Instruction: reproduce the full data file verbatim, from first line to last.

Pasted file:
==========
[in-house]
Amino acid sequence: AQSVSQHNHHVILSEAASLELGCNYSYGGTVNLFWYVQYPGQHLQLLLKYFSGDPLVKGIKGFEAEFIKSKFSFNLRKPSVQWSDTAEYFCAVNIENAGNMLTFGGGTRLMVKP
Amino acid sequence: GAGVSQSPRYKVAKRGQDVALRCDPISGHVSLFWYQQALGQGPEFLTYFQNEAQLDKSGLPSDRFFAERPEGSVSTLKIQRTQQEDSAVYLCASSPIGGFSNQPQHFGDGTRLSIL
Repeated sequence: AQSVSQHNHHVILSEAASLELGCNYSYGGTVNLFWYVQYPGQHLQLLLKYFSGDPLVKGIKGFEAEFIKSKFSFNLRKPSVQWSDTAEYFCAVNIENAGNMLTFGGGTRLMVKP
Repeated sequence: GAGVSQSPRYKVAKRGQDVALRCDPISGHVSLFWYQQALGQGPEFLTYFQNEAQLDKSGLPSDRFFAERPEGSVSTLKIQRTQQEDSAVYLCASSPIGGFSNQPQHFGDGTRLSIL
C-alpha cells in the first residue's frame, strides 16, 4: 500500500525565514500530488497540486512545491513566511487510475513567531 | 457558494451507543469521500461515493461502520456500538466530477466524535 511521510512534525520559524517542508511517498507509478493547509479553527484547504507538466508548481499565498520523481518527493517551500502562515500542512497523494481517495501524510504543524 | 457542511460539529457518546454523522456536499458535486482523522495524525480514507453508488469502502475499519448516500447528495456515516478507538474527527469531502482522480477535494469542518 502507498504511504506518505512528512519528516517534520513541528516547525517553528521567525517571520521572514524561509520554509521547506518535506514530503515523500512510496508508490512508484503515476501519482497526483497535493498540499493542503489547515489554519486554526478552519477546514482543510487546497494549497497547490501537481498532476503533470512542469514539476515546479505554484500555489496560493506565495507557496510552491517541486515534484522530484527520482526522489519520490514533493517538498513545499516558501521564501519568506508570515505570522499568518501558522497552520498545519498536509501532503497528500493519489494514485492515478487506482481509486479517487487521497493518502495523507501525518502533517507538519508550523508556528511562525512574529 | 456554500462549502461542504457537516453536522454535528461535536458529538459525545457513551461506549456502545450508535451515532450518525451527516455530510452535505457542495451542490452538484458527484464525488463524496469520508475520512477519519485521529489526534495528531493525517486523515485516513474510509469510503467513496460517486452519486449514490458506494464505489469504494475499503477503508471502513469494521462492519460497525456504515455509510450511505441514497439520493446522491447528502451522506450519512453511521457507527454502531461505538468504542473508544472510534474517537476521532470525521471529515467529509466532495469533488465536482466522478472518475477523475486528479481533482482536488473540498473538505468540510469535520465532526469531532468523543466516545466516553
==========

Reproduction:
[in-house]
Amino acid sequence: AQSVSQHNHHVILSEAASLELGCNYSYGGTVNLFWYVQYPGQHLQLLLKYFSGDPLVKGIKGFEAEFIKSKFSFNLRKPSVQWSDTAEYFCAVNIENAGNMLTFGGGTRLMVKP
Amino acid sequence: GAGVSQSPRYKVAKRGQDVALRCDPISGHVSLFWYQQALGQGPEFLTYFQNEAQLDKSGLPSDRFFAERPEGSVSTLKIQRTQQEDSAVYLCASSPIGGFSNQPQHFGDGTRLSIL
Repeated sequence: AQSVSQHNHHVILSEAASLELGCNYSYGGTVNLFWYVQYPGQHLQLLLKYFSGDPLVKGIKGFEAEFIKSKFSFNLRKPSVQWSDTAEYFCAVNIENAGNMLTFGGGTRLMVKP
Repeated sequence: GAGVSQSPRYKVAKRGQDVALRCDPISGHVSLFWYQQALGQGPEFLTYFQNEAQLDKSGLPSDRFFAERPEGSVSTLKIQRTQQEDSAVYLCASSPIGGFSNQPQHFGDGTRLSIL
C-alpha cells in the first residue's frame, strides 16, 4: 500500500525565514500530488497540486512545491513566511487510475513567531 | 457558494451507543469521500461515493461502520456500538466530477466524535 511521510512534525520559524517542508511517498507509478493547509479553527484547504507538466508548481499565498520523481518527493517551500502562515500542512497523494481517495501524510504543524 | 457542511460539529457518546454523522456536499458535486482523522495524525480514507453508488469502502475499519448516500447528495456515516478507538474527527469531502482522480477535494469542518 502507498504511504506518505512528512519528516517534520513541528516547525517553528521567525517571520521572514524561509520554509521547506518535506514530503515523500512510496508508490512508484503515476501519482497526483497535493498540499493542503489547515489554519486554526478552519477546514482543510487546497494549497497547490501537481498532476503533470512542469514539476515546479505554484500555489496560493506565495507557496510552491517541486515534484522530484527520482526522489519520490514533493517538498513545499516558501521564501519568506508570515505570522499568518501558522497552520498545519498536509501532503497528500493519489494514485492515478487506482481509486479517487487521497493518502495523507501525518502533517507538519508550523508556528511562525512574529 | 456554500462549502461542504457537516453536522454535528461535536458529538459525545457513551461506549456502545450508535451515532450518525451527516455530510452535505457542495451542490452538484458527484464525488463524496469520508475520512477519519485521529489526534495528531493525517486523515485516513474510509469510503467513496460517486452519486449514490458506494464505489469504494475499503477503508471502513469494521462492519460497525456504515455509510450511505441514497439520493446522491447528502451522506450519512453511521457507527454502531461505538468504542473508544472510534474517537476521532470525521471529515467529509466532495469533488465536482466522478472518475477523475486528479481533482482536488473540498473538505468540510469535520465532526469531532468523543466516545466516553